And I1,I2,I3,... is a decreasing sequence of closed balls with empty intersection.

But how can we prove that "d(m,n)=∑1/2k where the sum is from k=m to k=n-1" is actually a metric? It is clearly nonnegative, but I am struggling to prove the other three properties...

Thanks for helping!

11. Feb 4, 2010

### Dick

Well, it's symmetric by definition if you read between the lines. The d(m,n) they gave you is only valid for m<=n. Otherwise you define d(n,m)=d(m,n). The only property you really have to worry about is the triangle inequality. And the only case you really have to worry about there is d(m,o)<=d(m,n)+d(n,o) where m<n<o. Are you sure you really have to PROVE it's a metric, or did you impose that duty on yourself?

12. Feb 5, 2010

### kingwinner

How about the property d(m,n)=0 iff m=n? How can we prove this property for our metric? The sum as defined in our metric is from k=m to k=n-1, so it looks like it's undefined when m=n?

About the triangle inequality, how many cases do we need?
For the case d(m,o)<=d(m,n)+d(n,o) where m<n<o, isn't it trivial? I mean, if m<n<o, then we will just have equality in the triangle inequality, right?

I think we have to prove it because we should show that our example satisfies all the conditions stated in the question.

Thanks!

13. Feb 5, 2010

### Dick

I think you have to interpret their definition. In the case m=n I think they mean that there are no numbers to sum. So d(m,m)=0. For the triangle inequality I would say there are three cases to consider. You can always pick m<o since the inequality is symmetrical in m and o. So where m is in the inequality is what splits the cases. I'd say m<n<o, n<m<o and n<o<m. I'm glad you found m<n<o trivial, yes, in that case both sides are equal. The other cases are even more trivial.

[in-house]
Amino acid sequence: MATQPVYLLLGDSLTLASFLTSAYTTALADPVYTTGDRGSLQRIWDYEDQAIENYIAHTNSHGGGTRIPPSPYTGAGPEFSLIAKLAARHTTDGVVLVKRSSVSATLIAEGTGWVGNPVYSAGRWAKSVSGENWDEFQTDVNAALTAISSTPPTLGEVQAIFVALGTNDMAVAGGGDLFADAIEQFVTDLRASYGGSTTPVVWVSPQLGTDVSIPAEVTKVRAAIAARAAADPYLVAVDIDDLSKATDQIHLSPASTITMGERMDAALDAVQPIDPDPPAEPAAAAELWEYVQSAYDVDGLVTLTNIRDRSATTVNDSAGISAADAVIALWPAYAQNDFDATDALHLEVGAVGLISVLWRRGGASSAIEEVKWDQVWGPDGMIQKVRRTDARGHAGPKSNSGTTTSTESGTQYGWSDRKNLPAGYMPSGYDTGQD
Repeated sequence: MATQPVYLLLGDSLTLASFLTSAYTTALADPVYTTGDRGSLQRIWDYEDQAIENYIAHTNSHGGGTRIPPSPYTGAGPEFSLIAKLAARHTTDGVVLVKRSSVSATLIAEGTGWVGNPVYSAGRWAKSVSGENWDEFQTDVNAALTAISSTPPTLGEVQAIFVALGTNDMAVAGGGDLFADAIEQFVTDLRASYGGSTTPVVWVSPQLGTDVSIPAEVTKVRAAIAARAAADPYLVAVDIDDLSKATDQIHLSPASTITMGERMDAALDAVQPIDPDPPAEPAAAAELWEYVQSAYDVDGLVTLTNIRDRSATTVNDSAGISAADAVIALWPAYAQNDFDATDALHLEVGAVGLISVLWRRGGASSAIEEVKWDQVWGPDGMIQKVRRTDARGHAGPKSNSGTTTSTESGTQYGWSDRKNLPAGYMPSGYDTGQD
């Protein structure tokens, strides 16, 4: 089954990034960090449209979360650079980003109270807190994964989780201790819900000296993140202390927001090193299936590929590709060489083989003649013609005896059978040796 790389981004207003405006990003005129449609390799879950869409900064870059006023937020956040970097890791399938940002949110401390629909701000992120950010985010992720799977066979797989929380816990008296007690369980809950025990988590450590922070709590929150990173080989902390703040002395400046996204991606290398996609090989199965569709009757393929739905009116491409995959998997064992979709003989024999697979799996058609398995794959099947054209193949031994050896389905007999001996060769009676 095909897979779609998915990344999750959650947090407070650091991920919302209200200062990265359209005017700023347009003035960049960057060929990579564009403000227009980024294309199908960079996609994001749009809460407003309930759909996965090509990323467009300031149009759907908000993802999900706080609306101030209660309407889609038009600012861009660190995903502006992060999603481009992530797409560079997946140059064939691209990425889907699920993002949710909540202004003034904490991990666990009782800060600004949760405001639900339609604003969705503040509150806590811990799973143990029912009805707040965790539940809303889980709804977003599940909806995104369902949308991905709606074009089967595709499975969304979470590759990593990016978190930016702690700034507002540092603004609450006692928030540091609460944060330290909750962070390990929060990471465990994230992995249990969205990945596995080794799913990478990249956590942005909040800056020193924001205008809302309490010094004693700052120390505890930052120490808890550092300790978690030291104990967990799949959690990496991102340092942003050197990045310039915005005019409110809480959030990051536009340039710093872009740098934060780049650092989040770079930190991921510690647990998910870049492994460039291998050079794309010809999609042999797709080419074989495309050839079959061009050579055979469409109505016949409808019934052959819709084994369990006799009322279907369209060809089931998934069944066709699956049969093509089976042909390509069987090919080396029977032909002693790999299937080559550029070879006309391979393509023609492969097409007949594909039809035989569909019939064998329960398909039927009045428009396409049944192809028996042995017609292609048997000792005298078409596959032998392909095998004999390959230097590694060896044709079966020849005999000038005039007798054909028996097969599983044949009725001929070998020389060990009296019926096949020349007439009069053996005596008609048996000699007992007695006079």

14. Feb 5, 2010

### kingwinner

So I guess it's best to modfiy the function d given in the hint a little and define d as a piecewise function with 3 cases.

I don't see why only these 3 cases are enough. There are other cases that are possible, right? Also, some of m,n,o may be equal as well, right?
Also, you said we should look at m<o, but the 3rd one, i.e. n<o<m, does not satifiy m<o?

Thanks!

15. Feb 5, 2010

### Dick

Ok, I meant m<o and the three cases to be n<m<o, m<n<o and m<o<n. I.e whether n smallest, greatest or in the middle. If m>o just swap the places of m and o. If that still doesn't make sense, you can check all six cases if you want to. It just gets kind of repetitious.

16. Feb 5, 2010

### kingwinner

We can just check the 3 cases where m<o, and say by symmetry the cases for m><o are true. Is this because we have verified that d(m,n)=d(n,m) for all n,m E N is satified beforehand, so that d(m,o)<=d(m,n)+d(n,o) and d(o,m)<=d(o,n)+d(n,m) are the same thing?

17. Feb 5, 2010

### Dick

Sure.

18. Feb 5, 2010

### kingwinner

How can we prove that (N,d) with the metric d as defined above is a complete metric space? (i.e. every Cauchy sequence in N converges (in N))

19. Feb 5, 2010

### Dick

Prove it's a discrete metric space. I.e. prove that there is a ball around every point that contains only the single point. That means all Cauchy sequences are eventually constant.

20. Feb 5, 2010

### kingwinner

d(m,n)=∑1/2k where the sum is from k=m to k=n-1
But with our metric, I don't think it's possible? What will be the "radius" of the ball for which that is true for EVERY point?

If there is a ball around every point that contains only the single point, why does it imply that all Cauchy sequences are eventually constant? (my textbook also says something similar in another example, but it is not so obvious to me why this is true...)

Thank you.